The first steps are always the hardest

Students from RWB Professional Division create original pieces for competition

Celebrate Valentine’s Day with the Royal Winnipeg Ballet. Supplied

We all start out crawling. Once we’ve built up the confidence and curiosity, we take the risk of standing up. Usually we fall, but once we’ve gotten the hang of it, found some inspiration, and built up the momentum, we take off.

Life is similar for the students of the Professional Division of the Royal Winnipeg Ballet School.

As with most artists, they are not content to be pigeon-holed, to remain just as performers, the brush of another painter, applying the strokes of paint to a blank canvas.

This desire to express through one’s own work is what led to the creation of the First Steps Choreographic Competition in 1990.

First Steps allows Professional Division students to hold complete artistic control over their pieces, from inspiration to costumes, lighting, staging, casting and music selection.

This is the third year that Level 7 student Phillipe-Alexandre Jacques has created a piece for the competition.

Hailing from Ottawa, Jacques, 19, is a graduate of the University of Winnipeg Collegiate. An RWB student for three years, Jacques says he came into dance late, but that doesn’t mean he loves it any less.

“It was a hard decision between university and continuing with dance (once I had graduated),” Jacques says. “Dance won.”

Jacques has been dancing since he was eight years old, but began ballet at age 10.

“I did a lot of tap and jazz, and some ballet, but I didn’t really start professionally until three years ago.”

Jacques’s composition for this year’s competition is quite dark, as he found inspiration in the Edgar Allan Poe short story, The Cask of Amontillado.

“It is quite a dark piece, yes. It’s a story about vengeance.

“It’s a duet. The first character does something horrible to the second character. We have no idea what it is, we just know it is horrible. And the second character finds out about this and decides to get vengeance on him. So he gets the first character inebriated, and in the story he brings him down into a dungeon, and leaves him there to perish.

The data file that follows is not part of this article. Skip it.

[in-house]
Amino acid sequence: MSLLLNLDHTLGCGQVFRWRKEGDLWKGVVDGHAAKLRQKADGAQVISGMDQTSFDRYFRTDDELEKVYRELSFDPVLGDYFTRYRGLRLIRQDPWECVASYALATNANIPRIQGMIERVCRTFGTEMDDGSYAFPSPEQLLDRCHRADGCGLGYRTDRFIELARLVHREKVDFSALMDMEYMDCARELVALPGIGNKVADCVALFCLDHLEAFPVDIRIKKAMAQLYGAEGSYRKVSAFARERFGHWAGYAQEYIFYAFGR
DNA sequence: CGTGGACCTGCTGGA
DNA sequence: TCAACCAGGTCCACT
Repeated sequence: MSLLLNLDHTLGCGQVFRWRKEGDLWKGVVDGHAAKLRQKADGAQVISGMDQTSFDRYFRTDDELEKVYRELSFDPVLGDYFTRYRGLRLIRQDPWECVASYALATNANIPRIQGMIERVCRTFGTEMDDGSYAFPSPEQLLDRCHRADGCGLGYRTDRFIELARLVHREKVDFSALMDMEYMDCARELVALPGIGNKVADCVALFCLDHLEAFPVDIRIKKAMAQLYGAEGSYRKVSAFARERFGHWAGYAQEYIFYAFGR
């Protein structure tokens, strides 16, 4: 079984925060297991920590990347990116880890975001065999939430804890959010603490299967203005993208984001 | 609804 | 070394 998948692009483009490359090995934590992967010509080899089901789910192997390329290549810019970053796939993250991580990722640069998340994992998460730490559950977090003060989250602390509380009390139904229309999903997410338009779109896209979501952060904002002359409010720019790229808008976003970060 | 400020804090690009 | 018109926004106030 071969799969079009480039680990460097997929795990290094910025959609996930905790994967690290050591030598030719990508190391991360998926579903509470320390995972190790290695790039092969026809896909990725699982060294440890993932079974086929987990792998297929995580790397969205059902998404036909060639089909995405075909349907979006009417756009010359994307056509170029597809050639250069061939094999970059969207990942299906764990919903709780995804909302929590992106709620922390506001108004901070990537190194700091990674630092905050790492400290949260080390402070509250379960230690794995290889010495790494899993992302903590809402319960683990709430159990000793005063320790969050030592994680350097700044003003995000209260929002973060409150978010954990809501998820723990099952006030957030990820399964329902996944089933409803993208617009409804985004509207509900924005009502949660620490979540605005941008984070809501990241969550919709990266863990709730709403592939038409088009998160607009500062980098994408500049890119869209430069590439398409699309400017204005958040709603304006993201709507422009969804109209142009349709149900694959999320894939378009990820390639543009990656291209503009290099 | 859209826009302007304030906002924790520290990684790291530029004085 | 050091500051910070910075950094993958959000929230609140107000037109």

“In the dance, you get the gist of it, but you don’t get the details. It’s the fear of being left alone, with no hope, I guess is what I’m going for. Just the idea of tricking someone.”

While he initially pondered casting the duet for two males, Jacques decided on a traditional pas de deux pairing of a male and female classmate.

The piece is accompanied by score music from director Francis Ford Coppola’s Bram Stoker’s Dracula.

“It’s lovely strings, it’s a bit of piano. It’s really, really dark. It builds really well.”

Great things and great people have come out of previous competitions.

Peter Quanz, celebrated choreographer and director of boundary pushing company QDance, whose piece is the highlight of the RWB’s final show in May, began honing his skills in First Steps.

Jacques hopes to continue performing, but he also has other aspirations following his graduation from the school this year, including joining the RWB Aspirant Program.

“First I hope to perform more, and choreograph on the side, and in the end I hope to be more of a choreographer.”

The RWB School Professional Division First Steps Choreographic Competition takes place from Tuesday, Feb. 14 to Saturday, Feb. 18 at 7:30 p.m. in Founders’ Studio at the RWB Building, 380 Graham Ave. Admission to competition performances is by silver donation. Tickets to the Awards and Performance Gala on Feb. 18 are $25 and available at the RWB Customer Service Office or by calling 956- 2792.

Published in Volume 66, Number 19 of The Uniter (February 8, 2012)

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